Real Clinical Data Supports Volibris’ Efficacy, Safety to Treat PAH in Japanese Population
Interim data collected from a Japanese clinical setting demonstrates the post-marketing efficacy and safety of Volibris (Letairis, ambrisentan) for the treatment of patients with pulmonary arterial hypertension (PAH).
Oral administration of the drug improved the mean pulmonary arterial pressure and pulmonary vascular resistance with a good safety profile.
The results were reported in the study, “Surveillance on The Safety and Efficacy of Ambrisentan (Volibris Tablet 2.5 mg) in Patients with Pulmonary Arterial Hypertension in Real Clinical Practice: Post-marketing Surveillance (Interim Analysis Report),” published in the journal Clinical Drug Investigation, and add further clinical evidence of the therapeutic potential of Volibris.
Ambrisentan is a highly selective inhibitor of the endothelin isoform type A (ETA) receptor, which is known to mediate the vasoconstrictive and proliferative effects of the cell-signaling protein endothelin-1. Approved in the U.S. since 2007, ambrisentan is marketed in the United States by Gilead under the brand name Letairis and by GlaxoSmithKline as Volibris in Europe and other countries.
In Japan, Volibris has received temporary approval due to limited information on the effects of the drug on the Japanese population. Despite the extensive clinical data demonstrating the safety and efficacy of Volibris, only one open study (NCT00540436) was conducted in 25 Japanese PAH patients.
The ongoing post-marketing surveillance study (NCT01406327) was designed to evaluate the incidence of adverse events in Japanese people with PAH treated with Volibris based on prescribing recommendations in general clinical practice.
To date, the research team has evaluated data collected from 702 PAH patients ages 15 or older from 214 clinical sites. Of these 702 patients, 77.8% had PAH at WHO functional class II or III. The patients were followed for a mean time of 392.7 days after starting Volibris treatment.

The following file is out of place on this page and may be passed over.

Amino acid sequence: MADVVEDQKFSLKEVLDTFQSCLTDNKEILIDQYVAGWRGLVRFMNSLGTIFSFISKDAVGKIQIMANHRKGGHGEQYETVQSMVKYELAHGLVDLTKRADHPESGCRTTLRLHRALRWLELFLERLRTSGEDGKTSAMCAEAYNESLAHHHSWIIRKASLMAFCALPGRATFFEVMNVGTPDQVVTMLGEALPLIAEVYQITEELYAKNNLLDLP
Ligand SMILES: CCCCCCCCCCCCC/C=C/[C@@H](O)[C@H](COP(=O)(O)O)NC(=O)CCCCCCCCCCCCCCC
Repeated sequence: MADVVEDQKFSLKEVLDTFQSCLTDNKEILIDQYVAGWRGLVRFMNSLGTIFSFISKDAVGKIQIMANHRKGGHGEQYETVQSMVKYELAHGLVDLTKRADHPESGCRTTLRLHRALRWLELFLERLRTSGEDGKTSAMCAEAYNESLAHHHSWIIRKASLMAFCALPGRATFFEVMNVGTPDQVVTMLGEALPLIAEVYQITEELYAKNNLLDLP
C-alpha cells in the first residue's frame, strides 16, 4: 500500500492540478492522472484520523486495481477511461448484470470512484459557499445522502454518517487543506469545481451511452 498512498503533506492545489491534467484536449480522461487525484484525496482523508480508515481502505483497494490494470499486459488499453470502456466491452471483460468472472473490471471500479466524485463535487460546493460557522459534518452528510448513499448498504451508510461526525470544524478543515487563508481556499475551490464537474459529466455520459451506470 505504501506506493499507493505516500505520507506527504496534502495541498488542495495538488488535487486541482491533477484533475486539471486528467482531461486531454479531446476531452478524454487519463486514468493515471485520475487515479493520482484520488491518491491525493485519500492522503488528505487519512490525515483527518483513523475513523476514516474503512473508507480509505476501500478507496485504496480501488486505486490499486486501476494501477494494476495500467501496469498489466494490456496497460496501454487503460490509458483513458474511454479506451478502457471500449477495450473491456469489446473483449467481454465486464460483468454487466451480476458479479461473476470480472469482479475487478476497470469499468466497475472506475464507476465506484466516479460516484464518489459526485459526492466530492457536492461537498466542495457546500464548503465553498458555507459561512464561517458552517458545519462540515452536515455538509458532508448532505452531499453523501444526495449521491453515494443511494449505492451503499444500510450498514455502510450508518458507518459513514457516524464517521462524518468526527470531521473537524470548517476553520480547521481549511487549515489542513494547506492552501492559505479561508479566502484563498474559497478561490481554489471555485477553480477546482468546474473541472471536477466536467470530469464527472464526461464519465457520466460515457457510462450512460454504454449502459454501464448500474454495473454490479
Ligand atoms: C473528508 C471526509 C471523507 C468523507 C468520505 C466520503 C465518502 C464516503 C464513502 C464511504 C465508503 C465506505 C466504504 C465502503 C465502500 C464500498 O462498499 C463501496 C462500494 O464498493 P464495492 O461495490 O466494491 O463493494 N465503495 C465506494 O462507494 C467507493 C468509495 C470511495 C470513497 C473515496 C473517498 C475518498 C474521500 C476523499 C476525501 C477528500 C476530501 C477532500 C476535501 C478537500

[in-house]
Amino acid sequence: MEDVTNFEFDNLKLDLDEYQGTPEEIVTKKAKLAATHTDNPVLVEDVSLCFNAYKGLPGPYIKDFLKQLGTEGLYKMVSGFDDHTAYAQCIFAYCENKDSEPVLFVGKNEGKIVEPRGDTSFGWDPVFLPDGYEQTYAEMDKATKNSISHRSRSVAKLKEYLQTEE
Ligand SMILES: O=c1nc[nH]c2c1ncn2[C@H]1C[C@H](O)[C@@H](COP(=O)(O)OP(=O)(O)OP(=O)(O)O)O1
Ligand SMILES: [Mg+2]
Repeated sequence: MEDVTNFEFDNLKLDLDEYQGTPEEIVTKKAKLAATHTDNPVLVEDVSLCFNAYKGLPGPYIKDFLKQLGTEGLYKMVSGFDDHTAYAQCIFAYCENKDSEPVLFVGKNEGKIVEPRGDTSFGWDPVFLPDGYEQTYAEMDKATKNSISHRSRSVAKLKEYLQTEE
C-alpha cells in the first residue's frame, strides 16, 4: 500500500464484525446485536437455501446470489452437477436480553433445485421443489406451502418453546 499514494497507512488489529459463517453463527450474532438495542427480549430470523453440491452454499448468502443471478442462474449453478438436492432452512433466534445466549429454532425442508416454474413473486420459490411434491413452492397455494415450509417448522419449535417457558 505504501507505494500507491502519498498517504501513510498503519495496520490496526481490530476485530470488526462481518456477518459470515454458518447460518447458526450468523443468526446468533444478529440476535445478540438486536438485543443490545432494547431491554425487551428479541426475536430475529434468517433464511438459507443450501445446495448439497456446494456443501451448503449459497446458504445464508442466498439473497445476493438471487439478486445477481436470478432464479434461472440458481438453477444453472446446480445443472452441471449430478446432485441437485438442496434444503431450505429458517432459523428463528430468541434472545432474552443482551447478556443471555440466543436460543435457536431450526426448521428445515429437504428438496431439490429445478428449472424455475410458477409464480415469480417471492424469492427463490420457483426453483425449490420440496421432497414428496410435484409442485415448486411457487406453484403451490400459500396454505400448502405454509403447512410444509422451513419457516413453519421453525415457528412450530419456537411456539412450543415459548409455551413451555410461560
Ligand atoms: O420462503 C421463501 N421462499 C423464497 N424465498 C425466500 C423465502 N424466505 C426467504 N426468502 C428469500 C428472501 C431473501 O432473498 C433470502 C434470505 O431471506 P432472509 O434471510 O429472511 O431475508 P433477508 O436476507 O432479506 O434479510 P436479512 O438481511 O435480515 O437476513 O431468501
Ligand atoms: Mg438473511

Efficacy data showed significant improvements in mean pulmonary artery pressure (mPAP), pulmonary vascular resistance (PVR), and cardiac output (CO) after one year of treatment. Preliminary analysis of the six-minute walk distance test (6MWD; assesses exercise capacity) in 62 patients also showed improvements from baseline of about 15 meters.
These positive effects on PAH were further demonstrated by a positive change by at least one grade in the WHO classification in 21% and 22.3% of the patients reported after six and 12 months, respectively, of treatment with Volibris.
The safety profile of the drug was found to be similar to previous reports, with a total of 324 adverse drug reactions reported in 29.1% of patients.
The most common adverse side effects were anemia (4.6%), peripheral swelling due to fluid accumulation (4.1%), headache (3.6%), fluid retention (2.6%), abnormal hepatic function (2.3%), and nosebleeds (2.1%).
Eleven patients were found to develop interstitial lung disease (ILD). However, these cases could not be linked directly to the administration of the drug, since these patients also had secondary diseases that could contribute to ILD development.
“The interim results showed safety consistent with the known profile of ambrisentan in terms of the types and frequencies of [adverse reactions] in patients with PAH in real clinical practice, in comparison with previous clinical trials in Japan and the rest of the world,” researchers concluded.
“These results provided another corroboration of the tolerability of ambrisentan, and we continue to monitor proper use information via the post-marketing surveillance to ensure any new safety signals are identified in a timely manner,” the researchers added.